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Why Security Is Key in Your Mobile-First Development Projects

Mobile-Security Remains an Issue: 85% of public mobile apps “have security vulnerabilities stemming from insecure data storage, network communications or coding practices."Mobile-first app development has become increasingly important, but plenty of businesses haven’t yet realized that they need to start paying attention to protecting their mobile apps from hacks. So concludes the NowSecure blog post “Why Mobile-First Businesses Must Invest in App Security.” The post puts it bluntly: “Mobility has revolutionized the way customers interact with brands and paved the way for mobile-first businesses. We know that attackers will follow the traffic as they always do. But while mobile app risk continues to increase, security spending continues to fight the battles of yesterday and hasn’t shifted to safeguard the mobile attack surface.”

There are plenty of good reasons why companies should make the move to mobile-first development. Statista says that in 2018, 52.2 percent of all website traffic worldwide was mobile — and that number has certainly grown since then.

In addition, in 2018, Google started to use a company’s mobile website rather than its non-mobile website for indexing. Google calls that “mobile-first indexing.” Google explained, “Mobile-first indexing means that we'll use the mobile version of the page for indexing and ranking, to better help our – primarily mobile – users find what they're looking for.”

One more important statistic: By 2021, eMarketer projects, mcommerce will represent the majority of ecommerce spending.

AlphaBlogInstagram01At the same time that mobile traffic outpaces non-mobile traffic, though, mobile apps remain extremely vulnerable. NowSecure claims that 85 percent of public mobile apps “have security vulnerabilities stemming from insecure data storage, network communications or coding practices.”

It doesn’t have to be that way, as I’ve written in my blog post, “What To Know About Low-Code/No-Code Platforms & Security.” One way to build great apps that are also secure is to choose a low-code/no-code platform that includes security built right into it. An article in Dark Reading, “In App Development, Does No-Code Mean No Security?” points out that Mounir Hahad, head of Juniper Threat Labs at Juniper Networks believes that the right low-code/no-code platform may be even more secure that other development tools. That’s because low-code/no-code platforms assume that whoever is writing applications will not have a background in security, and so take care of a lot of security issues by themselves. He notes that with these platforms, “There's a huge step up [in security] because there is a common denominator as far as security best practices and implementations that framework providers build into their own SDLC [software development lifecycle]."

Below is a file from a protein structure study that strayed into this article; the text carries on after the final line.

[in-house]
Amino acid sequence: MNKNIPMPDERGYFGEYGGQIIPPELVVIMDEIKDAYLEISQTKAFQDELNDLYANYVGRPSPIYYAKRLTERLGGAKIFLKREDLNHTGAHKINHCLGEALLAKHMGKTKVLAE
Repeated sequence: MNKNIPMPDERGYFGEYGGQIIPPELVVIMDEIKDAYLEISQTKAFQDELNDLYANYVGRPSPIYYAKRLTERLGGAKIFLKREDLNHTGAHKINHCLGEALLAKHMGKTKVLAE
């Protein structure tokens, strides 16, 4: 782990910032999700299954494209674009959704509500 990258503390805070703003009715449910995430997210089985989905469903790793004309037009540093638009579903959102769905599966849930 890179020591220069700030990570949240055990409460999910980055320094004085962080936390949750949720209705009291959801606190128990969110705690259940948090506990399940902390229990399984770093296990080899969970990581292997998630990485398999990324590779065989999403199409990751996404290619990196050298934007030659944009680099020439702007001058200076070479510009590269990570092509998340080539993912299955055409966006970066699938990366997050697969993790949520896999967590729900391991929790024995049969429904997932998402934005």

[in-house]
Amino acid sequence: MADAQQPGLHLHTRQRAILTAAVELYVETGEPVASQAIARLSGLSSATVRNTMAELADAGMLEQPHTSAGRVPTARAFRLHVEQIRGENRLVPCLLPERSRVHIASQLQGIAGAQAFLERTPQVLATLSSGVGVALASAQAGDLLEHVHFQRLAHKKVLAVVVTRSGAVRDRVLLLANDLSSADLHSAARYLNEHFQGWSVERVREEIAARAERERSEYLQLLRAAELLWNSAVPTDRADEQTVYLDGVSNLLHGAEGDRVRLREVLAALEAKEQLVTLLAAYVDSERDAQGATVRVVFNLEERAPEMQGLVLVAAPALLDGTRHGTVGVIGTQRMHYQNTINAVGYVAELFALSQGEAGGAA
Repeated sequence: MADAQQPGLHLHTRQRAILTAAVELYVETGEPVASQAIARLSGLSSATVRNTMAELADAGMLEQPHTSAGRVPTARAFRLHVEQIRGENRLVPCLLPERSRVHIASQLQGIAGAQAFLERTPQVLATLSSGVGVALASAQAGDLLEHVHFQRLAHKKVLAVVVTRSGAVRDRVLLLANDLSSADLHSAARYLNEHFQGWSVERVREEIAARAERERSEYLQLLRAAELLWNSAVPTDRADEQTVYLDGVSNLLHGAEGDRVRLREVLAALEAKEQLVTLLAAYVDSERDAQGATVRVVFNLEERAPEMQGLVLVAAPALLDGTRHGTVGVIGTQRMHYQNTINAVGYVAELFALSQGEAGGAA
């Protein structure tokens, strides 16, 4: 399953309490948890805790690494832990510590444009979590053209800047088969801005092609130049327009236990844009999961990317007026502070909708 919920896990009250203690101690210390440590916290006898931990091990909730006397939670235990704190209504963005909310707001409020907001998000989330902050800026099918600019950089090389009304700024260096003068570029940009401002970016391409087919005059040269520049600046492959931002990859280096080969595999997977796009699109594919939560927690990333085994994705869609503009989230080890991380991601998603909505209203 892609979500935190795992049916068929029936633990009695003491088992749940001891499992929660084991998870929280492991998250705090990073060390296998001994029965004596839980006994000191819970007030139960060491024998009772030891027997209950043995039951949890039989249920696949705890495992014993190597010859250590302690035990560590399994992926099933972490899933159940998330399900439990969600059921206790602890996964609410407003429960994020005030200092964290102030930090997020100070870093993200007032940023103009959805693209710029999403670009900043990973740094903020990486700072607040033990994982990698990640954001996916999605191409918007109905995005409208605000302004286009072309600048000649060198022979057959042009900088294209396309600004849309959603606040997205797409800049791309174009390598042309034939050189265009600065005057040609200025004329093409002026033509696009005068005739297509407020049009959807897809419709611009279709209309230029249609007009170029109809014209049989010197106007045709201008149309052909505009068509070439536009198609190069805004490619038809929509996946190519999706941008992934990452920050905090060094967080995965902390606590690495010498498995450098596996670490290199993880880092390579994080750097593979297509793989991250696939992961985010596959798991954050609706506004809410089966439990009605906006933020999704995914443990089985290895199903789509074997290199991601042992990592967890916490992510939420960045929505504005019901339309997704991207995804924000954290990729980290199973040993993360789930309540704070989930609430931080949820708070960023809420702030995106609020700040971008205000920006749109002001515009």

The upshot in all this? You need to move to mobile-first development, and for top security choose a low-code/no-code platform that has security built directly into it.

Choosing the Right Low-Code/No-Code Platform with the Best Security

Alpha TransForm and Alpha Anywhere are no-code/low-code business app development tools built with enterprise requirements, like high level security, in mind. Alpha Anywhere has the unique ability to rapidly create mobile-optimized forms and field apps that can easily access and integrate with any database or web service and can exploit built-in role-based security or robust offline functionality. Alpha TransForm and Alpha Anywhere can work independently or together as a single platform and are well-suited for both IT, citizen developers and other staff.  Alpha TransForm helps business users craft online or offline mobile apps in minutes that utilize the latest mobile features (camera, GPS, etc.) for fast, accurate data capture. Learn more take a free trial for 30 days

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About Author

Amy Groden-Morrison
Amy Groden-Morrison

Amy Groden-Morrison has served more than 15 years in marketing communications leadership roles at companies such as TIBCO Software, RSA Security and Ziff-Davis. Most recently she was responsible for developing marketing programs that helped achieve 30%+ annual growth rate for analytics products at a $1Bil, NASDAQ-listed business integration Software Company. Her past accomplishments include establishing the first co-branded technology program with CNN, launching an events company on the NYSE, rebranding a NASDAQ-listed company amid a crisis, and positioning and marketing a Boston-area startup for successful acquisition. Amy currently serves as a Healthbox Accelerator Program Mentor, Marketing Committee Lead for the MIT Enterprise Forum of Cambridge Launch Smart Clinics, and on the organizing team for Boston TechJam. She holds an MBA from Northeastern University.

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